But he takes Helena away from good old Fred, who doesn't even get a coin toss, but Mario is still sulking around. Plus there are still lots of unanswered questions; Is Helena really Sylvia? If not, will the real Sylvia make an appearance? Who is Pierre going to kill, Mario or Fred...or both directly and indirectly? Has Madame Blanche been playing with a full deck? Is there no end to the ability of French writers to stretch the boundaries of coincidence?

The answer to the last question is No. (Oh, is that a possible SPOILER?)
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FLESH AND THE WOMAN (Robert Siodmak, 1954) **1/2
Bunuel197626 March 2008
Not really epic material, this is a fated romantic drama (a typically French quality) set against the exotic background of the Foreign Legion – and, actually, a remake of Jacques Feyder's 1934 film LE GRAND JEU (also this version's original title).

The plot involves a successful young lawyer (Jean-Claude Pascal) who, due to a shady deal, finds himself penniless and separated from his wife (Gina Lollobrigida). Stranded in Algeria, he's persuaded to join the Foreign Legion – where he befriends a couple of similar losers (played by Raymond Pellegrin and Peter van Eyck). All three lodge in the tavern run by an ageing fortune-teller (Arletty) and occasionally go out in search of a good time with the local girls…eventually meeting up with one who's a dead-ringer for Lollobrigida! Soon, the buddies fall out over her (and one of them even winds up dead, an event which Arletty had actually predicted!) – though the girl, naturally, is drawn to the hero (even if her sweet-natured character differs from that of his materialistic wife). At the end, Pascal does run into the latter and discovers that they have nothing more in common – which, therefore, gives him free rein to start life over with his new-found love.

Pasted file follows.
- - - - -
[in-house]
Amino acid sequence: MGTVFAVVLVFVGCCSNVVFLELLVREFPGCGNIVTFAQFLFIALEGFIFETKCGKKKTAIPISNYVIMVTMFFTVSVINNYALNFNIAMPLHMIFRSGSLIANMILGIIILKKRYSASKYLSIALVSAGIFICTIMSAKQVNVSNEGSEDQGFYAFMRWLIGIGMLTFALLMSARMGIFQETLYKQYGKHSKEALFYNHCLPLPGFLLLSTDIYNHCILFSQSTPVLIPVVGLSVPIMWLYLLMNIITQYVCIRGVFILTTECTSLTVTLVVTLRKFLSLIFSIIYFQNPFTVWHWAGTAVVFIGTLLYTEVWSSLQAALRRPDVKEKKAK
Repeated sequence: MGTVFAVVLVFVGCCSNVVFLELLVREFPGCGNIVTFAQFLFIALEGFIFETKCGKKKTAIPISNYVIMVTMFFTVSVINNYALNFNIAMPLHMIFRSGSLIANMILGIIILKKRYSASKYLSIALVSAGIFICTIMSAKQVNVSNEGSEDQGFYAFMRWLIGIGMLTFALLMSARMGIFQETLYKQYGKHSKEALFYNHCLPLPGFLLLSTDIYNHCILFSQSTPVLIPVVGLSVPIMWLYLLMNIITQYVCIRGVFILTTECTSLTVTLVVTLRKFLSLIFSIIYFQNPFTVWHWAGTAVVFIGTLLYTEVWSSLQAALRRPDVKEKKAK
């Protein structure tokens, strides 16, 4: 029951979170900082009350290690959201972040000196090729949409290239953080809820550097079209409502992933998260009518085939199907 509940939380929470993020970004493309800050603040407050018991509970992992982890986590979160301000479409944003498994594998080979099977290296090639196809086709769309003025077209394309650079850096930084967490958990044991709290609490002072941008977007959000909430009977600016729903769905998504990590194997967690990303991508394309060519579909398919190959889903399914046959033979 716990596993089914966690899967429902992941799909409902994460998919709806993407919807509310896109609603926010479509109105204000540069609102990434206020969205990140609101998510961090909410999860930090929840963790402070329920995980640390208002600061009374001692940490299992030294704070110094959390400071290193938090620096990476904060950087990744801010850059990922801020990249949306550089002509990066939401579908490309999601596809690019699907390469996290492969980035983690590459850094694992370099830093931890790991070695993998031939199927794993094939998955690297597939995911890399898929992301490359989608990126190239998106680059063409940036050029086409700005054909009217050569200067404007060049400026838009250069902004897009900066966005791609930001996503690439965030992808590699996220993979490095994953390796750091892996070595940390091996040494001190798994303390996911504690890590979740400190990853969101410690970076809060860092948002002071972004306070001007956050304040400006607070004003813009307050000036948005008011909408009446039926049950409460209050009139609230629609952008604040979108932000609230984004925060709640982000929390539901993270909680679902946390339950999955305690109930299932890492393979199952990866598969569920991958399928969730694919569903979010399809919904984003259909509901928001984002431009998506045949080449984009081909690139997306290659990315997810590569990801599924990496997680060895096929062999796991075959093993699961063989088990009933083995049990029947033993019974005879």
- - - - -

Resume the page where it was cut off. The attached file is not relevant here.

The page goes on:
This was one of the first international efforts Siodmak made following his spell in Hollywood (to which he returned sporadically thereafter). Consequently, while his best work may have been behind him, the director manages to lend a reasonable amount of style to the melodramatic (even unlikely) proceedings. That said, the wretched print I watched didn't do the film any favors – being not only muddy and exceedingly scratched, but was besides distressingly plagued by any number of missing frames!
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Petit Jeu
dbdumonteil18 July 2008
Word to the wise: this is the remake of Jacques Feyder's great movie (1934) and you 'd better avoid Siodmak's version which is useless .Jean Claude Pascal ,Gina Lollobrigida and Marie Bell take on Pierre Richard -Wilm 's ,Marie Bell's and Françoise Rosay's parts .Lollobrigida is more beautiful than Marie Bell and that's it.

The screenplay (well summarized by the precedent users )was typically thirties when the Legion Etrangère (see also "L'Atlantide" "La Bandera" )was one of the audience's favorite subjects.In the fifties it was probably already old-fashioned .Hence the absurdity to redo.

Do not get me wrong : I like both Robert Siodmak and Arletty.But this movie does not do them justice.